Once all of the interviews have been conducted and modeled, it is time to create the consolidated models from the individual work models.

At this point, it is beneficial to the project to have other members of the development team participate. In practice, it has been found that project team members retain more of the knowledge gained from C.D. by being involved in the analysis phase, even if they do not spend 100% of their time with the C.D. team. This knowledge in turn benefits the project by having more people on the team understanding the use cases and customer needs.

We will be creating consolidated models of each of the model types we created for the individual interviews, plus two additional models:

  1. Affinity diagram. Hierarchical model of relationships between the data gathered in the observations
  2. Artifact model(s). Model(s) that demonstrate the important aspects of related artifacts

In practice, it is most useful to consolidate the models with the least data first. Often, those models include the physical, culture, artifact, and flow models. Sometimes individual models are not easily consolidated, such as the physical model, and in those cases, it is acceptable to keep the individual models separate for the analysis phase.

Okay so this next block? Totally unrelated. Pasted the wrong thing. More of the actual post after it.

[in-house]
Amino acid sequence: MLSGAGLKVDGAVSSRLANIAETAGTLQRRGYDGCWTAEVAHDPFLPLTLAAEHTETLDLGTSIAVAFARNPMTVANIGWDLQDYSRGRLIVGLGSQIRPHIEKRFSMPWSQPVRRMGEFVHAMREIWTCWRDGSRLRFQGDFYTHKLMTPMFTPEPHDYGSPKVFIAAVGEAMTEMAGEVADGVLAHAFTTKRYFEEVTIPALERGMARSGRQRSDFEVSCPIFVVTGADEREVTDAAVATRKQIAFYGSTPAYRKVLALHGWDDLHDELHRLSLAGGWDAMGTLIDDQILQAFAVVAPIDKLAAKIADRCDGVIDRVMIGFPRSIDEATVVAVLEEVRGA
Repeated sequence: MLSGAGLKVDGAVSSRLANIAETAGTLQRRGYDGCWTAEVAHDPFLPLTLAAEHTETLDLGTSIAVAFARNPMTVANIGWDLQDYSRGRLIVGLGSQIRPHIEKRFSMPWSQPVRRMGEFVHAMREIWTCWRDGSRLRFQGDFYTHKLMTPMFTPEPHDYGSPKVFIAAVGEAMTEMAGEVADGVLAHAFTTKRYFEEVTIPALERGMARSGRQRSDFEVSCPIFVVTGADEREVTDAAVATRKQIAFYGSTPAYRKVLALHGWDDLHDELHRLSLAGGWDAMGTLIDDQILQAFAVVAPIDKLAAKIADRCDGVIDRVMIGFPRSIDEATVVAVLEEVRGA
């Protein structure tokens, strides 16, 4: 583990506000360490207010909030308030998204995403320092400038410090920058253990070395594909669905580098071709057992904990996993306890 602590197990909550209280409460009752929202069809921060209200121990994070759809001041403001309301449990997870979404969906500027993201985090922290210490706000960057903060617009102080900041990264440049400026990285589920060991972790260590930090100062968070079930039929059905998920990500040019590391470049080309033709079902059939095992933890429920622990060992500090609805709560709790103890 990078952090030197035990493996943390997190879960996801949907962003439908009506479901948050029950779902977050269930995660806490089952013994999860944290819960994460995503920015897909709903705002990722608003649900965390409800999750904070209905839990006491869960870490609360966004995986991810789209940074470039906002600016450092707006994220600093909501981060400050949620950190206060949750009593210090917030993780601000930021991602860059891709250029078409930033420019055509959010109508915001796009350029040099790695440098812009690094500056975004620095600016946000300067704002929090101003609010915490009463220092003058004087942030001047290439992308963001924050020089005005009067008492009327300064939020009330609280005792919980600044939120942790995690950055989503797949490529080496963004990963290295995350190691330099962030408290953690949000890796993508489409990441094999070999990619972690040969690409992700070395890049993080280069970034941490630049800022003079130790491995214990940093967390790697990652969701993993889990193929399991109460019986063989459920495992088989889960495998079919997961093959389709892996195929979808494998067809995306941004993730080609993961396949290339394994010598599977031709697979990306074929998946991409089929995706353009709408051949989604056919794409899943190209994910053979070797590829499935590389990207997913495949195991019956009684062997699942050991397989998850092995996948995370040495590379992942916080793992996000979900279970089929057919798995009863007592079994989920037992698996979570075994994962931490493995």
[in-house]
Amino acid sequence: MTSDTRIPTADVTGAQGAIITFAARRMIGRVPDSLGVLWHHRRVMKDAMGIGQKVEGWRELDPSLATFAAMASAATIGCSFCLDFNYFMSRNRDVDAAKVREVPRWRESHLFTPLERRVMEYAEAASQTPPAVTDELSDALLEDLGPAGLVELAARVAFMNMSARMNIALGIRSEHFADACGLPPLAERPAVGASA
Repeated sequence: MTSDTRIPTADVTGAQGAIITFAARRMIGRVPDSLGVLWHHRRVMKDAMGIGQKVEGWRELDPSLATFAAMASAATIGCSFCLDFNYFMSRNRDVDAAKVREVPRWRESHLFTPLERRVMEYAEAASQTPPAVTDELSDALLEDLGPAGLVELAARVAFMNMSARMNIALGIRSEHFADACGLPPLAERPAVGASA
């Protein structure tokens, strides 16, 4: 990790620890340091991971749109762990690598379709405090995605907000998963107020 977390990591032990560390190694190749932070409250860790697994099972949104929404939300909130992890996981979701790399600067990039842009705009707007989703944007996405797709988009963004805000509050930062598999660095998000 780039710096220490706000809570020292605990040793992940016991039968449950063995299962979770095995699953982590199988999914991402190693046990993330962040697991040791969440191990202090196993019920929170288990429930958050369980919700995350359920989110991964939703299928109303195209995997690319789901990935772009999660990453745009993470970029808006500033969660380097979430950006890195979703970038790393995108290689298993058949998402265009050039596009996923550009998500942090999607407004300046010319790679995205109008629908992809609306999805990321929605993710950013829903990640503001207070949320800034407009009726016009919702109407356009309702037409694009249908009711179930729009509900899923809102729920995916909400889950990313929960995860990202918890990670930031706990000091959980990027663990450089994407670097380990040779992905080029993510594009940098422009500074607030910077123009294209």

The most important thing to remember during consolidation is that the goal is to organize the data in such a way that it can assist the team in clarifying the requirements and priorities needed for our software project.

Consolidation: Sequence Model

Once again, I'll provide a brief overview of creating a consolidated sequence model; if you would like to learn how to create a sequence model in practice, please reference the resources at the end of this article.

To consolidate the sequence model, we will start by:

  1. Identifying similar intents in each of the individual sequence models
  2. Identifying the sequences of events that match up to similar intentions
  3. Add intents with decreasing similarity until all of the items in the individual sequence models are in the consolidated sequence model

The consolidated sequence model will start to look and feel a lot like pseudo-code. The consolidated model will most likely have if/else statements and variations to the intentions.

Consolidation: Affinity Diagram

The creation of the affinity diagram is an ideal activity to involve the larger project team. The purpose of the affinity diagram is to organize all of the observations by their relationships to each other.